Being There: Magura Press Camp

This past week, Magura held its official 2013 North American product launch at the Red Agave Resort in Sedona, Arizona. And while the company is most closely associated with mountain bike products and subsequently showed off its latest suspension forks and disc brakes, Magura reps also presented the all-new RT line of hydraulic rim brakes for road, time trial and triathlon bikes. You may have already seen the Magura RT8 brakes on Dave Zabriskie’s stage-winning Cervelo P5 at the Amgen Tour of California time trial, or on other select members of the Garmin-Barracuda squad contesting the Giro d’Italia TT events. So why does Cervelo seem to have the exclusive on Magura’s latest and greatest?

Long before the RT hydraulic rim brake came about (18 years ago, in fact), Magura developed the HS77 hydraulic rim brake (above). The caliper featured a piston positioned horizontally above the pivot arms and, befitting the times, would have been available in a striking purple anodized color. So what happened? “At the time, Shimano’s STI and Campagnolo’s ErgoPower integrated shifters changed the market, and because Magura didn’t manufacture a shfter, the HS77 was scrapped,” says Magura Product Manager, Stefan Pahl.

“We were recently approached by Cervelo to design a new brake for them that would be lighter, more aerodynamic and better-performing than other rim brakes currently on the market,” says Pahl. And while Magura is still hoping to have the RT brakes spec’d on other brands for the 2013 model year, the demo bikes on hand in Sedona were all from Cervelo, including the above P3 time trial bike.

As mentioned, there are two levels of Magura’s RT brake system: RT8 and RT6. Above is the RT8 caliper mounted on the rear of a Cervelo P3. “The caliper was the main point we were working on,” says Pahl. “With the time trial and especially the triathlon market getting bigger in North America, we realized that there’s a big market for a good, working brake that can help athletes perform better. And the RT caliper works just like most any other road or TT caliper, in that it mounts with a single bolt to the fork or seatstay bridge.”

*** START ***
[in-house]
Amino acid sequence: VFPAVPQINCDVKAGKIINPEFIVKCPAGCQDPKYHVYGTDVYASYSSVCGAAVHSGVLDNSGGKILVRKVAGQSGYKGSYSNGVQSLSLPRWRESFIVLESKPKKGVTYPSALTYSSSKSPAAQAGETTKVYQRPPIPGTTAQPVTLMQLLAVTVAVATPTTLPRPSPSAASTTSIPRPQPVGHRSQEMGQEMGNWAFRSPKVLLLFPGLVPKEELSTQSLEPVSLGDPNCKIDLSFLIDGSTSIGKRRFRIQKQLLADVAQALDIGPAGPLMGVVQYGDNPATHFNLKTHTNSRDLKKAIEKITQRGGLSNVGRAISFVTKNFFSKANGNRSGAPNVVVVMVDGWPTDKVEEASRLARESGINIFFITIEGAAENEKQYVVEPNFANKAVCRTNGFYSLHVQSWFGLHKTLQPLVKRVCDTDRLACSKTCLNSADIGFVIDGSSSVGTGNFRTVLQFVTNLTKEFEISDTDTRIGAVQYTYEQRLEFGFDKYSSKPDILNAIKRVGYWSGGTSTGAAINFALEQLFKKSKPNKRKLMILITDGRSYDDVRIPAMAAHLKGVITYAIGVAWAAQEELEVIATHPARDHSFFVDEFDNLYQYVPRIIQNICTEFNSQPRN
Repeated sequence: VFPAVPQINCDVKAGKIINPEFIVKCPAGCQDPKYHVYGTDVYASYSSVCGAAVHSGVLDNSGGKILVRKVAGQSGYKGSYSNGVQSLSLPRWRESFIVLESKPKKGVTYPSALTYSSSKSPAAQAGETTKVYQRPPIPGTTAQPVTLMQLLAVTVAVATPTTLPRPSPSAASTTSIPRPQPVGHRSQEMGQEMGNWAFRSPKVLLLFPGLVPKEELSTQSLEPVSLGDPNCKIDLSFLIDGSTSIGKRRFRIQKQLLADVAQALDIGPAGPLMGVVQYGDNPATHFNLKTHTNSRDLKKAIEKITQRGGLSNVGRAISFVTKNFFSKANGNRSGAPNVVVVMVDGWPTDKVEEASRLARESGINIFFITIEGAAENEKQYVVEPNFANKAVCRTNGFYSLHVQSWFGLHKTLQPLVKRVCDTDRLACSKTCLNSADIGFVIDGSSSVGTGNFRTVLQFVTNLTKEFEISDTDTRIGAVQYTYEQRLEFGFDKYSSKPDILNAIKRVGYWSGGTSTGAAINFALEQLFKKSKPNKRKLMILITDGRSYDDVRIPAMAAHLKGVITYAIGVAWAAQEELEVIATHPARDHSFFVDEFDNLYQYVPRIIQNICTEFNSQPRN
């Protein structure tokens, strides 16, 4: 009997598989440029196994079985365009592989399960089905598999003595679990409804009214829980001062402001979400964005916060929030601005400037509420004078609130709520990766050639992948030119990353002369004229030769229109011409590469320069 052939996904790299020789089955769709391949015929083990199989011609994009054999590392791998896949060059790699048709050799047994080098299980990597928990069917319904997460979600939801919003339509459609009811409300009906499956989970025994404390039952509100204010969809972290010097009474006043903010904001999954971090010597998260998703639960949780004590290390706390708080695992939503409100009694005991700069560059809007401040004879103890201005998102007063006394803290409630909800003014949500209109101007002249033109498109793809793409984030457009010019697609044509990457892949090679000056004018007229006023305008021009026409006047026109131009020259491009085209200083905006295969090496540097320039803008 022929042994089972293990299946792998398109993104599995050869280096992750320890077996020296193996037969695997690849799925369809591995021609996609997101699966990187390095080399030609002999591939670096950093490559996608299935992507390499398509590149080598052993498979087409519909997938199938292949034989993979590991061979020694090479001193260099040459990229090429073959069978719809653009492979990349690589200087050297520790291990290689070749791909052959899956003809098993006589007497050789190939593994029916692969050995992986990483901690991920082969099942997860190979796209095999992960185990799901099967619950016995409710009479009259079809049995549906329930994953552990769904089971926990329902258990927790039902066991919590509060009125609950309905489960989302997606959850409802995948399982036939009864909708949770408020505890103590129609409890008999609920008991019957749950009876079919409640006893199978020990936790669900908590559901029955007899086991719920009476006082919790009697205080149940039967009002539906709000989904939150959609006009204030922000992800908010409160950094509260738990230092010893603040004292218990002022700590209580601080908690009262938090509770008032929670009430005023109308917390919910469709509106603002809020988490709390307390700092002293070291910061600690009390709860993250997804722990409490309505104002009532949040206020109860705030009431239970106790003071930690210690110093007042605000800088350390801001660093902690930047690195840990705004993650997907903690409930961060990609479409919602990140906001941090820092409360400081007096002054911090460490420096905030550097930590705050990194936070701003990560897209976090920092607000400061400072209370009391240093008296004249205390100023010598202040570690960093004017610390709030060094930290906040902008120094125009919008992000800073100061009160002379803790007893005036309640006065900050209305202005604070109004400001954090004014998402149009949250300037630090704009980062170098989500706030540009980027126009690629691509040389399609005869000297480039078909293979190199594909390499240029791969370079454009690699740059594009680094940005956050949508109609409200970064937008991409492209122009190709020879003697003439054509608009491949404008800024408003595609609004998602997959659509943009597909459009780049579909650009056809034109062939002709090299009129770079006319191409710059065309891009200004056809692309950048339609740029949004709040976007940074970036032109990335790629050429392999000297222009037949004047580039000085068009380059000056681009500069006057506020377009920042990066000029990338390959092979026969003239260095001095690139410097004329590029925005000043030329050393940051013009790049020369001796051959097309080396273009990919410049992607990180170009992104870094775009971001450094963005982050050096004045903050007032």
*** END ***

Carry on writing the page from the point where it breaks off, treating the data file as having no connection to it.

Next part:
Above is an RT8 caliper mounted to the fork of a Cervelo P3. Note that both front and rear RT calipers are exactly the same, just like a set of most any other rim calipers. “When you look at the front of a modern road or time trial bike head-on, it has a distinct shape, and the RT caliper mimics that shape to provide the greatest aerodynamic advantage possible.” Magura even claims a time savings of 8 seconds over a 40-kilometer course, just based on the RT’s aerodynamic advantage.

The RT8 TT levers share the same design and shape as the lower-spec RT6 aluminum TT levers, except they’re crafted from carbon fiber. When pulled, the lever actuates a hydraulic piston which pushes Magura’s Red Blood Mineral Oil through the brake lines, causing a vertically-positioned piston in the caliper to rise and close the brakes pads around the rim surface.

A quick-release tab is located directly underneath the brake lever. To open, use your thumb to “flick” the tab forward which allows the brake caliper to open wide for wheel removal. To close the quick-release, simply pull on the brake lever to re-engage the system.

This is a head-on shot of the RT8 TT brake lever. As you can see, the lever itself is wide and flat, while the frontal portion features a large, gaping section in the middle to allow for increased airflow. “The lever shape is wide and flat, and it’s similar to the airfoil of an airplane wing, so it’s very aerodynamic,” says Pahl. “And because it’s wider than most competitors’ TT levers, it is more comfortable and reduces fatigue when braking for a long time or over the course of a long event.” Note the allen-head bolt at the top of the lever; this is used to finely adjust the caliper’s opening. Magura claims that the RT calipers can accept up to 28mm wide tires.

This is the RT6 TT lever, and it’s exactly the same as the RT8, except that it’s crafted from aluminum instead of carbon fiber and features different graphics.

Magura’s RT caliper design is unique and its streamlined profile would make it seem to be quite aerodynamic. But what’s the purpose of utilizing hydraulic brake lines instead of the tried-and-true cable actuated systems? “Most modern time trial and triathlon bikes, as well as an increasing number of road bikes, come with very intricate internal cable routing,” says Pahl. “And because there are a lot of bends in the cables throughout the frame, this creates friction on the cables themselves when they are actuated. This decreases braking power and modulation.” Above is a close-up of the Cervelo P3 head tube. The rear brake line enters the frame at the top tube and exits toward th rear of the frame.